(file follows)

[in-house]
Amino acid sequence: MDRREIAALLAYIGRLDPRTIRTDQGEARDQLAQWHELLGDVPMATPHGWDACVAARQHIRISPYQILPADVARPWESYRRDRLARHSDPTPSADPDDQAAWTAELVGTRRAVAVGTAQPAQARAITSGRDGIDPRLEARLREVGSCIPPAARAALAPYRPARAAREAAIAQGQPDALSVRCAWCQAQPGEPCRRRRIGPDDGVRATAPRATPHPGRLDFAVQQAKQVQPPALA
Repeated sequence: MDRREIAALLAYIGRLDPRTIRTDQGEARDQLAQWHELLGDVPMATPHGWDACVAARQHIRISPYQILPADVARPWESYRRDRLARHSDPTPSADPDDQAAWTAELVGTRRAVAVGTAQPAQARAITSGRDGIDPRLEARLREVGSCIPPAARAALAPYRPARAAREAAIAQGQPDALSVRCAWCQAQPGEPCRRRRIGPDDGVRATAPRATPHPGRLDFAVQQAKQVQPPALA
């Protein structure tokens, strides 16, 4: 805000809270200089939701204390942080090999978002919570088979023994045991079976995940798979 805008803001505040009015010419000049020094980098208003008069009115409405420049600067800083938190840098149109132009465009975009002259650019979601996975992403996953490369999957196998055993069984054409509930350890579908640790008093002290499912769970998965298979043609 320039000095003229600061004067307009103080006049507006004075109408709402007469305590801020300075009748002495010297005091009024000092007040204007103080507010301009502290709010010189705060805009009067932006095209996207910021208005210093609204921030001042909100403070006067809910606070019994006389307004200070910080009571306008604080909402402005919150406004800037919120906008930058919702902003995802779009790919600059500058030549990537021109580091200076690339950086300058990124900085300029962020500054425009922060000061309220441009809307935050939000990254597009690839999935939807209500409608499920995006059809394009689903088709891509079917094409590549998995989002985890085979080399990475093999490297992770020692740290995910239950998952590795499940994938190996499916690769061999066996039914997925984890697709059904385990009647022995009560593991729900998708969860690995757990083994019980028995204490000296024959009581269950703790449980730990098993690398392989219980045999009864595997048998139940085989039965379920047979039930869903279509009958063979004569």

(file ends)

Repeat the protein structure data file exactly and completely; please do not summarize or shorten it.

[in-house]
Amino acid sequence: MDRREIAALLAYIGRLDPRTIRTDQGEARDQLAQWHELLGDVPMATPHGWDACVAARQHIRISPYQILPADVARPWESYRRDRLARHSDPTPSADPDDQAAWTAELVGTRRAVAVGTAQPAQARAITSGRDGIDPRLEARLREVGSCIPPAARAALAPYRPARAAREAAIAQGQPDALSVRCAWCQAQPGEPCRRRRIGPDDGVRATAPRATPHPGRLDFAVQQAKQVQPPALA
Repeated sequence: MDRREIAALLAYIGRLDPRTIRTDQGEARDQLAQWHELLGDVPMATPHGWDACVAARQHIRISPYQILPADVARPWESYRRDRLARHSDPTPSADPDDQAAWTAELVGTRRAVAVGTAQPAQARAITSGRDGIDPRLEARLREVGSCIPPAARAALAPYRPARAAREAAIAQGQPDALSVRCAWCQAQPGEPCRRRRIGPDDGVRATAPRATPHPGRLDFAVQQAKQVQPPALA
């Protein structure tokens, strides 16, 4: 805000809270200089939701204390942080090999978002919570088979023994045991079976995940798979 805008803001505040009015010419000049020094980098208003008069009115409405420049600067800083938190840098149109132009465009975009002259650019979601996975992403996953490369999957196998055993069984054409509930350890579908640790008093002290499912769970998965298979043609 320039000095003229600061004067307009103080006049507006004075109408709402007469305590801020300075009748002495010297005091009024000092007040204007103080507010301009502290709010010189705060805009009067932006095209996207910021208005210093609204921030001042909100403070006067809910606070019994006389307004200070910080009571306008604080909402402005919150406004800037919120906008930058919702902003995802779009790919600059500058030549990537021109580091200076690339950086300058990124900085300029962020500054425009922060000061309220441009809307935050939000990254597009690839999935939807209500409608499920995006059809394009689903088709891509079917094409590549998995989002985890085979080399990475093999490297992770020692740290995910239950998952590795499940994938190996499916690769061999066996039914997925984890697709059904385990009647022995009560593991729900998708969860690995757990083994019980028995204490000296024959009581269950703790449980730990098993690398392989219980045999009864595997048998139940085989039965379920047979039930869903279509009958063979004569």